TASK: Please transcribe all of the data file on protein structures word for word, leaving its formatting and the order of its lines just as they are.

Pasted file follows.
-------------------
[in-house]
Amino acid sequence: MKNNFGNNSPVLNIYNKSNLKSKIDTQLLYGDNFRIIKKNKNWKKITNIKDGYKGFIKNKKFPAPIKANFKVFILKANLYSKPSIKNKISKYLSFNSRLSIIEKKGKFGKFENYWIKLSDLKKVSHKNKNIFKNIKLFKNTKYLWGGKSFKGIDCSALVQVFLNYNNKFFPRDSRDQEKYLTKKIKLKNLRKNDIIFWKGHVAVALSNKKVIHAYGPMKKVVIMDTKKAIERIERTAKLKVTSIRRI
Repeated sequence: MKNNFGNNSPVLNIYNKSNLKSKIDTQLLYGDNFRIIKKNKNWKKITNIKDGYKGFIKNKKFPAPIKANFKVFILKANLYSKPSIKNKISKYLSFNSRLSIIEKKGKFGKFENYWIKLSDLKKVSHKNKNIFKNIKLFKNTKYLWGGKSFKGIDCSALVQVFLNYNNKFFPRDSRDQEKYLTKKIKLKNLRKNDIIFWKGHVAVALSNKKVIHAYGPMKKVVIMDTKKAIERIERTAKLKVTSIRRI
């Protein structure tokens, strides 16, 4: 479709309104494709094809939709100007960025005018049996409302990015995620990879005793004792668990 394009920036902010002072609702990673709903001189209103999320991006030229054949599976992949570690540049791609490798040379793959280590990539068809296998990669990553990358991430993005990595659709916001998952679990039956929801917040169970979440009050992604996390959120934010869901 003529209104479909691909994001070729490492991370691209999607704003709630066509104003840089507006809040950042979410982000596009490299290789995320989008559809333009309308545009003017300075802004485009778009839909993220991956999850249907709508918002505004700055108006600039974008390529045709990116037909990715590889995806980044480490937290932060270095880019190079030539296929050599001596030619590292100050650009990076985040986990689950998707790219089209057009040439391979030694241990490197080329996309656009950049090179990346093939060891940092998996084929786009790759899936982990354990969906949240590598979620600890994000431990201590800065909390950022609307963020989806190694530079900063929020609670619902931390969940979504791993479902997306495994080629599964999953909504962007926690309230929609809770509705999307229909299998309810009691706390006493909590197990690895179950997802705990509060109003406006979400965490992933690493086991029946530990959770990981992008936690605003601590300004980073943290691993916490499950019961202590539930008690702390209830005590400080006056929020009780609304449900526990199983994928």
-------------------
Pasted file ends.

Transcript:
[in-house]
Amino acid sequence: MKNNFGNNSPVLNIYNKSNLKSKIDTQLLYGDNFRIIKKNKNWKKITNIKDGYKGFIKNKKFPAPIKANFKVFILKANLYSKPSIKNKISKYLSFNSRLSIIEKKGKFGKFENYWIKLSDLKKVSHKNKNIFKNIKLFKNTKYLWGGKSFKGIDCSALVQVFLNYNNKFFPRDSRDQEKYLTKKIKLKNLRKNDIIFWKGHVAVALSNKKVIHAYGPMKKVVIMDTKKAIERIERTAKLKVTSIRRI
Repeated sequence: MKNNFGNNSPVLNIYNKSNLKSKIDTQLLYGDNFRIIKKNKNWKKITNIKDGYKGFIKNKKFPAPIKANFKVFILKANLYSKPSIKNKISKYLSFNSRLSIIEKKGKFGKFENYWIKLSDLKKVSHKNKNIFKNIKLFKNTKYLWGGKSFKGIDCSALVQVFLNYNNKFFPRDSRDQEKYLTKKIKLKNLRKNDIIFWKGHVAVALSNKKVIHAYGPMKKVVIMDTKKAIERIERTAKLKVTSIRRI
């Protein structure tokens, strides 16, 4: 479709309104494709094809939709100007960025005018049996409302990015995620990879005793004792668990 394009920036902010002072609702990673709903001189209103999320991006030229054949599976992949570690540049791609490798040379793959280590990539068809296998990669990553990358991430993005990595659709916001998952679990039956929801917040169970979440009050992604996390959120934010869901 003529209104479909691909994001070729490492991370691209999607704003709630066509104003840089507006809040950042979410982000596009490299290789995320989008559809333009309308545009003017300075802004485009778009839909993220991956999850249907709508918002505004700055108006600039974008390529045709990116037909990715590889995806980044480490937290932060270095880019190079030539296929050599001596030619590292100050650009990076985040986990689950998707790219089209057009040439391979030694241990490197080329996309656009950049090179990346093939060891940092998996084929786009790759899936982990354990969906949240590598979620600890994000431990201590800065909390950022609307963020989806190694530079900063929020609670619902931390969940979504791993479902997306495994080629599964999953909504962007926690309230929609809770509705999307229909299998309810009691706390006493909590197990690895179950997802705990509060109003406006979400965490992933690493086991029946530990959770990981992008936690605003601590300004980073943290691993916490499950019961202590539930008690702390209830005590400080006056929020009780609304449900526990199983994928």